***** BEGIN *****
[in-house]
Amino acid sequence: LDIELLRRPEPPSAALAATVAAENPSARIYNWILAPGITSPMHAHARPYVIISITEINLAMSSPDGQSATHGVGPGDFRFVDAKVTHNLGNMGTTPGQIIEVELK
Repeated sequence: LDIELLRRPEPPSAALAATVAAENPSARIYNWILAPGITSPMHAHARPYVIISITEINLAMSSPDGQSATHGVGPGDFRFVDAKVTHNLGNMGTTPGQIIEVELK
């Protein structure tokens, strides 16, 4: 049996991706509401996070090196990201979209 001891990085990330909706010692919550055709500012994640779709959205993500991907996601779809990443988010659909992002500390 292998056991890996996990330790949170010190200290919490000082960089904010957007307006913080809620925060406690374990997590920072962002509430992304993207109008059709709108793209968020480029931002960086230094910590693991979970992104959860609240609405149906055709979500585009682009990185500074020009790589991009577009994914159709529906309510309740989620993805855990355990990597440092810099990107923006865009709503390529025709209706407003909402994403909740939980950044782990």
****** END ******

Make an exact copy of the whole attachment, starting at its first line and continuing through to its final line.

[in-house]
Amino acid sequence: LDIELLRRPEPPSAALAATVAAENPSARIYNWILAPGITSPMHAHARPYVIISITEINLAMSSPDGQSATHGVGPGDFRFVDAKVTHNLGNMGTTPGQIIEVELK
Repeated sequence: LDIELLRRPEPPSAALAATVAAENPSARIYNWILAPGITSPMHAHARPYVIISITEINLAMSSPDGQSATHGVGPGDFRFVDAKVTHNLGNMGTTPGQIIEVELK
């Protein structure tokens, strides 16, 4: 049996991706509401996070090196990201979209 001891990085990330909706010692919550055709500012994640779709959205993500991907996601779809990443988010659909992002500390 292998056991890996996990330790949170010190200290919490000082960089904010957007307006913080809620925060406690374990997590920072962002509430992304993207109008059709709108793209968020480029931002960086230094910590693991979970992104959860609240609405149906055709979500585009682009990185500074020009790589991009577009994914159709529906309510309740989620993805855990355990990597440092810099990107923006865009709503390529025709209706407003909402994403909740939980950044782990």